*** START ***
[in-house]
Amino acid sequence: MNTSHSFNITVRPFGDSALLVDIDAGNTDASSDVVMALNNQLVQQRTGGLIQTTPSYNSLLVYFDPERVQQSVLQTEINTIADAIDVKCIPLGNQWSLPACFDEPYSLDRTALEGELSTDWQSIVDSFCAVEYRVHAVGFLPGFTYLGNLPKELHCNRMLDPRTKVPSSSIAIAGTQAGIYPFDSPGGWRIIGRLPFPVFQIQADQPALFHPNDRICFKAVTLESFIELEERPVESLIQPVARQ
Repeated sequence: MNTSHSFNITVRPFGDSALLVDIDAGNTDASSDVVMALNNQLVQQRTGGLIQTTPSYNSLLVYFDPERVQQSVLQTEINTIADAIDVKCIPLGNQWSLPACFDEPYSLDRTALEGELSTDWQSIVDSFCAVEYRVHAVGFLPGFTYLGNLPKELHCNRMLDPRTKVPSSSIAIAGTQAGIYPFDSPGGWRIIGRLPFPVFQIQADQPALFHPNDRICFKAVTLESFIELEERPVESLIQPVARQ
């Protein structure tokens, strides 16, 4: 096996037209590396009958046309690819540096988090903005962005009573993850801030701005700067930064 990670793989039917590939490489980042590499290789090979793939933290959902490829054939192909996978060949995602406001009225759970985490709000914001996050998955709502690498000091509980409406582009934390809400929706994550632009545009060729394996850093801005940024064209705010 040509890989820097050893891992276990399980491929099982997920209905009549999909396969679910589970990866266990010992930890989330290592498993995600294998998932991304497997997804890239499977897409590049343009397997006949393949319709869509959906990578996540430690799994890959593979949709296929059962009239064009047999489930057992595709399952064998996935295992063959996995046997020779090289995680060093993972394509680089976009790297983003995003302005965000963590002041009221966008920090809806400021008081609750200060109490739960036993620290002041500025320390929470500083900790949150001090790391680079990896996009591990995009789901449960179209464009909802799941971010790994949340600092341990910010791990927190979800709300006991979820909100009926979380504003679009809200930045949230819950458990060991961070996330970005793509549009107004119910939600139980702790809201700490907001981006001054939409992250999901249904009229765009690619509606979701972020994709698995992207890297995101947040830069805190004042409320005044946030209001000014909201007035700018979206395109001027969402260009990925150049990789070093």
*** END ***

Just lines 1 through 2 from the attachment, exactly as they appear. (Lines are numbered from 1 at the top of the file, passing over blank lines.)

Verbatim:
[in-house]
Amino acid sequence: MNTSHSFNITVRPFGDSALLVDIDAGNTDASSDVVMALNNQLVQQRTGGLIQTTPSYNSLLVYFDPERVQQSVLQTEINTIADAIDVKCIPLGNQWSLPACFDEPYSLDRTALEGELSTDWQSIVDSFCAVEYRVHAVGFLPGFTYLGNLPKELHCNRMLDPRTKVPSSSIAIAGTQAGIYPFDSPGGWRIIGRLPFPVFQIQADQPALFHPNDRICFKAVTLESFIELEERPVESLIQPVARQ